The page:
Over the past several decades, increased attention has been given to ethics in the preparation of counselors and psychologists. With that increase comes a number of voices calling for exposure to and integration of not only moral philosophy but other areas of philosophy to enhance understanding and provide a foundation for counseling practice. The…

  11. Normatywna definicja filozofii analitycznej (A NORMATIVE DEFINITION OF ANALYTIC PHILOSOPHY

    Directory of Open Access Journals (Sweden)

    Wacław Janikowski

    2007-06-01

    Full Text Available Analytic philosophy cannot be defined as a philosophical school in the world. This is a broad type of philosophy and most prominent ideas popularly attached to the term 'analytic philosophy' are: (1 generally it concerns questions of language, concepts, logic and methodology; (2 it is rather rigouristic as to the way of exposition and considering of philosophical problems, perhaps more logically demanding and careful than any other sort of philosophy; (3 in consequence its primary objective is analysis of concrete concepts and theoretical problems, and only secondary (if at all larger synthesis of thought. These three characteristics are however only common associations. As such they should be included in working out purely reportive definition of the term 'analytic philosophy', probably insuperable task. We stay with different definitions, and various analytic philosophies themselves. In spite of that the author proposes to stipulate one normative definition. It is also reportive due to equivalences or strong resemblance to definitions made by Ernest Nagel, Józef Maria Bochenski, Dagfinn Frilesdal, Ray Monk and many others (so often not quite explicit definitions, though understandings being sufficiently recognizable as pertaining to one genre. Summing up all definitional requirements, analytic philosophy has been characterized as: (1 having high standards of objectivity and justifiability (formulating explicit theses, always preferring uniquely and clearly interpretable expressions, finding scrupulous arguments pros and cons etc.; and (2 approving of (moderately at least empirical sciences, with assumption of privileged status of empirical knowledge. Second feature is less important, and yet without it a philosophy cannot be completely analytic in preferred sense. Philosophical analyticity is gradable, relatively to these two features. There are some virtues of such definition. For example, we may properly say that Aristotle was certainly

  12. Popper's Thought Experiment Reinvestigated

    Science.gov (United States)

    Richardson, Chris; Dowling, Jonathan

    2012-02-01

    Karl Popper posed an interesting thought experiment in 1934. With it, he meant to question the completeness of quantum mechanics. He claimed that the notion of quantum entanglement leads to absurd scenarios that cannot be true in real life and that an implementation of his thought experiment would not give the results that QM predicts. Unfortunately for Popper, it has taken until recently to perform experiments that test his claims. The results of the experiments do not refute QM as Popper predicted, but neither do they confirm what Popper claimed QM predicted. Kim and Shih implemented Popper's thought experiment in the lab. The results of the experiment are not clear and have instigated many interpretations of the results. The results show some correlation between entangled photons, but not in the way that Popper thought, nor in the way a simple application of QM might predict. A ghost-imaging experiment by Strekalov, et al. sheds light on the physics behind Popper's thought experiment, but does not try to directly test it. I will build the physics of Popper's thought experiment from the ground up and show how the results of both of these experiments agree with each other and the theory of QM, but disprove Popper.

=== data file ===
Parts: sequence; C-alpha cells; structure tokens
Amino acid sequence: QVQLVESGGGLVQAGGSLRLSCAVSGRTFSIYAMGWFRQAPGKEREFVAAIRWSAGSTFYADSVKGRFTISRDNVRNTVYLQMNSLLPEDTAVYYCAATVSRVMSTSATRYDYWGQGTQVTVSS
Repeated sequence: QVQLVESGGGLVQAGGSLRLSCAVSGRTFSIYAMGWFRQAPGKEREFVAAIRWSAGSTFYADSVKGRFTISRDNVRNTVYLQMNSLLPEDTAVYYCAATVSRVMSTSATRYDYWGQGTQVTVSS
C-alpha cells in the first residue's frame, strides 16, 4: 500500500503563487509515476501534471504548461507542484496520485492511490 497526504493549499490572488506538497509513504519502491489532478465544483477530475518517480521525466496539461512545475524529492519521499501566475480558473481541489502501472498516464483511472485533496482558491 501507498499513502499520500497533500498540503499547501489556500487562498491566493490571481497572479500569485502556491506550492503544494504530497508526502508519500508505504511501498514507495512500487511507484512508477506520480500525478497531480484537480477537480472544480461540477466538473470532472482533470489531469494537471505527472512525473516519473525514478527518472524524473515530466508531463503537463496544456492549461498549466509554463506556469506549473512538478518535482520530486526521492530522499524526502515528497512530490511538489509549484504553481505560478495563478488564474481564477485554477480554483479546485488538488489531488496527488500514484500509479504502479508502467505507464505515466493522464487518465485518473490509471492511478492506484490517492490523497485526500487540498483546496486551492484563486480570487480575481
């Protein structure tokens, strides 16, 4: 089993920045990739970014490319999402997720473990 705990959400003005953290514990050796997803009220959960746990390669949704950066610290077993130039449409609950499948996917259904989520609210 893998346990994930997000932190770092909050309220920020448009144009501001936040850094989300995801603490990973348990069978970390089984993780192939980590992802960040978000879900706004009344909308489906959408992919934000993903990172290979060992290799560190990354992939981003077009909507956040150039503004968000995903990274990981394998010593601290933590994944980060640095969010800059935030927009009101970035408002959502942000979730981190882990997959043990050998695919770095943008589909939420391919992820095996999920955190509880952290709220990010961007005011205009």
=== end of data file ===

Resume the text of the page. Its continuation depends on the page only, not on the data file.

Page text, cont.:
13. Constructive philosophy of technology and responsible innovation

    NARCIS (Netherlands)

    Brey, Philip A.E.; Franssen, M.; Vermaas, P.E.; Kroes, P.; Meijers, A.W.M.

    2016-01-01

    This essay argues for a new turn after the empirical turn in the philosophy of technology: the societal turn, which is the turn from reflective philosophy of technology (academic philosophy concerned with analysis and understanding) to constructive philosophy of technology (philosophy that is

  14. Physics and philosophy

    CERN Document Server

    Feyerabend, P K; Agassi, Joseph

    2015-01-01

    This collection of the writings of Paul Feyerabend is focused on his philosophy of quantum physics, the hotbed of the key issues of his most debated ideas. Written between 1948 and 1970, these writings come from his first and most productive period. These early works are important for two main reasons. First, they document Feyerabend's deep concern with the philosophical implications of quantum physics and its interpretations. These ideas were paid less attention in the following two decades. Second, the writings provide the crucial background for Feyerabend's critiques of Karl Popper and Thomas Kuhn. Although rarely considered by scholars, Feyerabend's early work culminated in the first version of Against Method. These writings guided him on all the key issues of his most well-known and debated theses, such as the incommensurability thesis, the principles of proliferation and tenacity, and his particular version of relativism, and more specifically on quantum mechanics.

  15. Philosophy of ecology

    CERN Document Server

    Brown, Bryson; Peacock, Kent A

    2011-01-01